Gaze Estimation

Gaze Estimation

Arantxa Villanueva (Public University of Navarre, Spain), Rafael Cabeza (Public University of Navarre, Spain) and Javier San Agustin (IT University of Copenhagen, Denmark)
DOI: 10.4018/978-1-61350-098-9.ch021
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The main objective of gaze trackers is to provide an accurate estimate of the user’s gaze by using the eye tracking information. Gaze, in its most general form, can be considered to be the line of sight or line of gaze, as 3D (imaginary) lines with respect to the camera, or as the point of regard (also termed the point of gaze). This chapter introduces different gaze estimation techniques, including geometry-based methods and interpolation methods. Issues related to both remote and head mounted trackers are discussed. Different fixation estimation methods are also briefly introduced. It is assumed that the reader is familiar with basic 3D geometry concepts as well as advanced mathematics, such as matrix manipulation and vector calculus.
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Gaze Estimation Techniques

To calculate eye movements, a connection between the features provided by the technology (i.e., eye tracking results) and gaze must be established. Our eyes are constantly in motion. As we look around, the eyes perform different movements so that the informative parts of the scene are sensed by the fovea. When fixating on an object, the eye performs specific micro-movements from which the stable point of fixation can be deduced. Gaze estimation is defined as the function connecting eye image and gaze (PoR/LoS) (see Figure 1). The success of this task depends largely on the technology selected, on the algorithms used to extract the specific eye features from the image, on the gaze estimation method employed, and on the fixation-estimation algorithm used.

Figure 1.

Gaze estimation attempts to find a relationship between image analysis results and gaze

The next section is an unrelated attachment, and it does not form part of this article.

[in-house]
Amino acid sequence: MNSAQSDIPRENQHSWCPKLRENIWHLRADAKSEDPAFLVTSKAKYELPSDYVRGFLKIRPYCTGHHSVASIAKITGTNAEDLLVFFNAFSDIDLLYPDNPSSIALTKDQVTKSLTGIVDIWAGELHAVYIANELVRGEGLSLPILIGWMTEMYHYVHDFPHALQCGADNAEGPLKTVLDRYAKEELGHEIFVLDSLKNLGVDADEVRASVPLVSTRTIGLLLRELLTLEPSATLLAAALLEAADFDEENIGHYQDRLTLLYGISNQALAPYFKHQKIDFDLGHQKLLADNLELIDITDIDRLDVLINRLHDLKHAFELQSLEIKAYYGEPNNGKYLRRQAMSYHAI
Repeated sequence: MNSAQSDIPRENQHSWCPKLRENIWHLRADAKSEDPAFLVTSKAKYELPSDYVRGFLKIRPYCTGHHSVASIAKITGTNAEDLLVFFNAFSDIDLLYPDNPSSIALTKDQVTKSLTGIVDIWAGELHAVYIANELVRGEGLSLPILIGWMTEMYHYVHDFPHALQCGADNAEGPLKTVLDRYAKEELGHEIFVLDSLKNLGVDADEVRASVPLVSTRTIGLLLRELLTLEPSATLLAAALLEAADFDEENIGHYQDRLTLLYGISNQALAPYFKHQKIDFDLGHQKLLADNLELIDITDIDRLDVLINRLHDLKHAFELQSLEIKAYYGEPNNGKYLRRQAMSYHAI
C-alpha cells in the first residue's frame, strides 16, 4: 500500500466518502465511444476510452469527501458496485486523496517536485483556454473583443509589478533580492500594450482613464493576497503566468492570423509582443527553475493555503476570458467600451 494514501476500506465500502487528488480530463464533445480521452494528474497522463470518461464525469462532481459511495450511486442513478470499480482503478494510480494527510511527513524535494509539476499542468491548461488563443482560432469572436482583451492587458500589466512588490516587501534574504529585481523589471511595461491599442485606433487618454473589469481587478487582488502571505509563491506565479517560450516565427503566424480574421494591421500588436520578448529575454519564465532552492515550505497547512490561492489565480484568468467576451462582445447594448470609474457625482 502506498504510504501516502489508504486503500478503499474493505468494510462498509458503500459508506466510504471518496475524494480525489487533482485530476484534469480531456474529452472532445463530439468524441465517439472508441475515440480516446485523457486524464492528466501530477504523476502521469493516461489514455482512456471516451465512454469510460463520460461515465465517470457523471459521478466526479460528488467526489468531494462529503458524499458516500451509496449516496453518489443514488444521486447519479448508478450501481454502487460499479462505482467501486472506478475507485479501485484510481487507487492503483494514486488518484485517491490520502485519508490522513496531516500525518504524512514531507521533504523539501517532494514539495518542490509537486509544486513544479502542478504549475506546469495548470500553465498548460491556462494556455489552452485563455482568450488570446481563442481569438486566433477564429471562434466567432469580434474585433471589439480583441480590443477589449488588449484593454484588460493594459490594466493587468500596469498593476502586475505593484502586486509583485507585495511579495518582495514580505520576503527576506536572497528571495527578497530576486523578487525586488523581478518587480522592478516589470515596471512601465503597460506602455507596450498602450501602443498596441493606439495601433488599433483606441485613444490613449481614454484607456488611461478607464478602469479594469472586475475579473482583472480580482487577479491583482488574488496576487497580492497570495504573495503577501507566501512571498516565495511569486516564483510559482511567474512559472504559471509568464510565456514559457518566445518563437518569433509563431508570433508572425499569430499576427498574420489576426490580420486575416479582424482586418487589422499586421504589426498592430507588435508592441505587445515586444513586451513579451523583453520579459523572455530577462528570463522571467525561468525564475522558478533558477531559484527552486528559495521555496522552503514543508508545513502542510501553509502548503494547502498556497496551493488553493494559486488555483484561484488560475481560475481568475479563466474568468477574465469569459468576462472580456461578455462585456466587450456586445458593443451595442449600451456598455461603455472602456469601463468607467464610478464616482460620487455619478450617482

Gaze estimation is not a trivial task, and, so far, no single solution to the problem has emerged (i.e., a method for determining gaze that is clearly the best). An acceptable gaze estimation method should, preferably, be accurate (with an error of <1º), robust, and tolerant to head movement. The third characteristic in particular has been one of the most sought-after features in recent years. In head-mounted systems, head movement tolerance is not a problem, as the gaze tracking system moves with the head; however, there are other problems with head-mounted systems, as described later in this chapter, in the section ‘Head-mounted Gaze Trackers’. Head movements are particularly important for remote eye tracking systems, in which the subject can move more freely with respect to the camera.

The connection between image and gaze is not self-evident, and different approaches have been proposed in recent decades. In attempting to find this connection two main approaches can be distinguished:

  • • Geometry-based methods

  • • Interpolation methods

Geometry-based methods express the relationship between the image and gaze in terms of the geometry of the gaze tracking system in combination with modelling of the visual fixation mechanism. Thus 3D models (for the eyeball and system framework) are constructed. In the same manner, the mathematical basis of the image-formation process must be explored. Alternatively, interpolation methods, largely arising during the last few decades, represent the relationship between the image and gaze via a general-purpose function, such as linear or quadratic polynomials, based on unknown (empirical) coefficients and a vector containing the image features and their possible products. For a more extensive description of this topic refer to the work of Hansen and Ji (2010).

In this chapter, the basic theory underlying gaze estimation methods is presented. Additional sections focus on the problems of head-mounted eye trackers and fixation-estimation methods.


Geometry Based Methods

Geometry-based methods use the geometry of the system and the eye to estimate gaze. Consequently, the geometric relationships between system elements must be known and implemented properly. Analytical deduction of gaze is challenging; hence, geometry-based gaze estimation methods are difficult to derive. However, they provide a useful theoretical basis for system behaviour that allows for the heuristic analysis of the system. These kinds of methods permit the measurement of alternative factors of system performance, such as the sensitivity of the system to different variables (e.g., image resolution) and the possibility of quantifying errors theoretically, among other elements.

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